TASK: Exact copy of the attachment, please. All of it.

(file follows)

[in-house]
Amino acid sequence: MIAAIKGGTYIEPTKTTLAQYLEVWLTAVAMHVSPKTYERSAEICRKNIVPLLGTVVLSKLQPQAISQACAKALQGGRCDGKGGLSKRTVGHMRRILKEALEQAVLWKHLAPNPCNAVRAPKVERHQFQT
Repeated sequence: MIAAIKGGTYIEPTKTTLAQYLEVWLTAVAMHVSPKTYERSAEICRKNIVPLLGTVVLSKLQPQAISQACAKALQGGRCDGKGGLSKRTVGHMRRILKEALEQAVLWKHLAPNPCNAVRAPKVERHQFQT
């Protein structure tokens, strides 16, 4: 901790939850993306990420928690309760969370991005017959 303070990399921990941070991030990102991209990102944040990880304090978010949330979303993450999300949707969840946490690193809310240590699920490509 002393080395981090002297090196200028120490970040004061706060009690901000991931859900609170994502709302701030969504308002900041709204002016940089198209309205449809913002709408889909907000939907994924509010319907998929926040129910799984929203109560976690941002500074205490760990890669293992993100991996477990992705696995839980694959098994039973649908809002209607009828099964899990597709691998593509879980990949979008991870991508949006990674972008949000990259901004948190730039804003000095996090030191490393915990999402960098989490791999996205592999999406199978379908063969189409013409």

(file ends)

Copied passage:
[in-house]
Amino acid sequence: MIAAIKGGTYIEPTKTTLAQYLEVWLTAVAMHVSPKTYERSAEICRKNIVPLLGTVVLSKLQPQAISQACAKALQGGRCDGKGGLSKRTVGHMRRILKEALEQAVLWKHLAPNPCNAVRAPKVERHQFQT
Repeated sequence: MIAAIKGGTYIEPTKTTLAQYLEVWLTAVAMHVSPKTYERSAEICRKNIVPLLGTVVLSKLQPQAISQACAKALQGGRCDGKGGLSKRTVGHMRRILKEALEQAVLWKHLAPNPCNAVRAPKVERHQFQT
């Protein structure tokens, strides 16, 4: 901790939850993306990420928690309760969370991005017959 303070990399921990941070991030990102991209990102944040990880304090978010949330979303993450999300949707969840946490690193809310240590699920490509 002393080395981090002297090196200028120490970040004061706060009690901000991931859900609170994502709302701030969504308002900041709204002016940089198209309205449809913002709408889909907000939907994924509010319907998929926040129910799984929203109560976690941002500074205490760990890669293992993100991996477990992705696995839980694959098994039973649908809002209607009828099964899990597709691998593509879980990949979008991870991508949006990674972008949000990259901004948190730039804003000095996090030191490393915990999402960098989490791999996205592999999406199978379908063969189409013409």